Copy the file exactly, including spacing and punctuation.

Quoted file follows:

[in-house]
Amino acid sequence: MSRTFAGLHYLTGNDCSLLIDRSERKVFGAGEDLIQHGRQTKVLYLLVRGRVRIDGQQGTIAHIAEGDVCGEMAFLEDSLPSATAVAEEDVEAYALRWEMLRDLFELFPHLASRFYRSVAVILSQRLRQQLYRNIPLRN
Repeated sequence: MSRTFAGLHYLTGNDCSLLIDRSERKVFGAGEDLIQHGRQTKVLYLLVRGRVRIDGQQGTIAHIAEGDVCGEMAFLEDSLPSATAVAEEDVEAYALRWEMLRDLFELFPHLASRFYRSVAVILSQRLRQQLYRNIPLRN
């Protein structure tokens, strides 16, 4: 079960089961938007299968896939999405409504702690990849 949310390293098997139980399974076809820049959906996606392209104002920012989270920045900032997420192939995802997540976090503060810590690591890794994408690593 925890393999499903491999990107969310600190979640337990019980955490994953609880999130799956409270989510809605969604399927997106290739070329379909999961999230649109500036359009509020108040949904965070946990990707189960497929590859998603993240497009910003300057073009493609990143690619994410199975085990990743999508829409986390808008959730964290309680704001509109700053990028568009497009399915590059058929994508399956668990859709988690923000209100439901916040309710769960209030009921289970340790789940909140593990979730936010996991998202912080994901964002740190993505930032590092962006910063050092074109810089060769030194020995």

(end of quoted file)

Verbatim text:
[in-house]
Amino acid sequence: MSRTFAGLHYLTGNDCSLLIDRSERKVFGAGEDLIQHGRQTKVLYLLVRGRVRIDGQQGTIAHIAEGDVCGEMAFLEDSLPSATAVAEEDVEAYALRWEMLRDLFELFPHLASRFYRSVAVILSQRLRQQLYRNIPLRN
Repeated sequence: MSRTFAGLHYLTGNDCSLLIDRSERKVFGAGEDLIQHGRQTKVLYLLVRGRVRIDGQQGTIAHIAEGDVCGEMAFLEDSLPSATAVAEEDVEAYALRWEMLRDLFELFPHLASRFYRSVAVILSQRLRQQLYRNIPLRN
């Protein structure tokens, strides 16, 4: 079960089961938007299968896939999405409504702690990849 949310390293098997139980399974076809820049959906996606392209104002920012989270920045900032997420192939995802997540976090503060810590690591890794994408690593 925890393999499903491999990107969310600190979640337990019980955490994953609880999130799956409270989510809605969604399927997106290739070329379909999961999230649109500036359009509020108040949904965070946990990707189960497929590859998603993240497009910003300057073009493609990143690619994410199975085990990743999508829409986390808008959730964290309680704001509109700053990028568009497009399915590059058929994508399956668990859709988690923000209100439901916040309710769960209030009921289970340790789940909140593990979730936010996991998202912080994901964002740190993505930032590092962006910063050092074109810089060769030194020995």